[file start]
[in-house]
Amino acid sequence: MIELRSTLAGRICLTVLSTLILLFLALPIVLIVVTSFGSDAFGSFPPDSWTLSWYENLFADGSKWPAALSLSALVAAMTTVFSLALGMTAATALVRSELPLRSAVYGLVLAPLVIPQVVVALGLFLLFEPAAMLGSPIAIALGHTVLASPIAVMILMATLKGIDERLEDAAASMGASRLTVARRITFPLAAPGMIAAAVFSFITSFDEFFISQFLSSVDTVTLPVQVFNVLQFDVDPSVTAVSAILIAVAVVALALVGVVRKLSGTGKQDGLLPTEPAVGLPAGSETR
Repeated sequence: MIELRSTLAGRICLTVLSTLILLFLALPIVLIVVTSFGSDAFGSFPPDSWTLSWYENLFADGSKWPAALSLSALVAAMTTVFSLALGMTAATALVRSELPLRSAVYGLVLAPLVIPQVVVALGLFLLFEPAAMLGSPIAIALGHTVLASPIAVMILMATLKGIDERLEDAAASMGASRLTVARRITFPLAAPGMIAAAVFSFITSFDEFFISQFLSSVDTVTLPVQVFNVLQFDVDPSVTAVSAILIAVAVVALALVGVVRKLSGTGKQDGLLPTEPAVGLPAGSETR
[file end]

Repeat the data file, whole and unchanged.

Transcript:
[in-house]
Amino acid sequence: MIELRSTLAGRICLTVLSTLILLFLALPIVLIVVTSFGSDAFGSFPPDSWTLSWYENLFADGSKWPAALSLSALVAAMTTVFSLALGMTAATALVRSELPLRSAVYGLVLAPLVIPQVVVALGLFLLFEPAAMLGSPIAIALGHTVLASPIAVMILMATLKGIDERLEDAAASMGASRLTVARRITFPLAAPGMIAAAVFSFITSFDEFFISQFLSSVDTVTLPVQVFNVLQFDVDPSVTAVSAILIAVAVVALALVGVVRKLSGTGKQDGLLPTEPAVGLPAGSETR
Repeated sequence: MIELRSTLAGRICLTVLSTLILLFLALPIVLIVVTSFGSDAFGSFPPDSWTLSWYENLFADGSKWPAALSLSALVAAMTTVFSLALGMTAATALVRSELPLRSAVYGLVLAPLVIPQVVVALGLFLLFEPAAMLGSPIAIALGHTVLASPIAVMILMATLKGIDERLEDAAASMGASRLTVARRITFPLAAPGMIAAAVFSFITSFDEFFISQFLSSVDTVTLPVQVFNVLQFDVDPSVTAVSAILIAVAVVALALVGVVRKLSGTGKQDGLLPTEPAVGLPAGSETR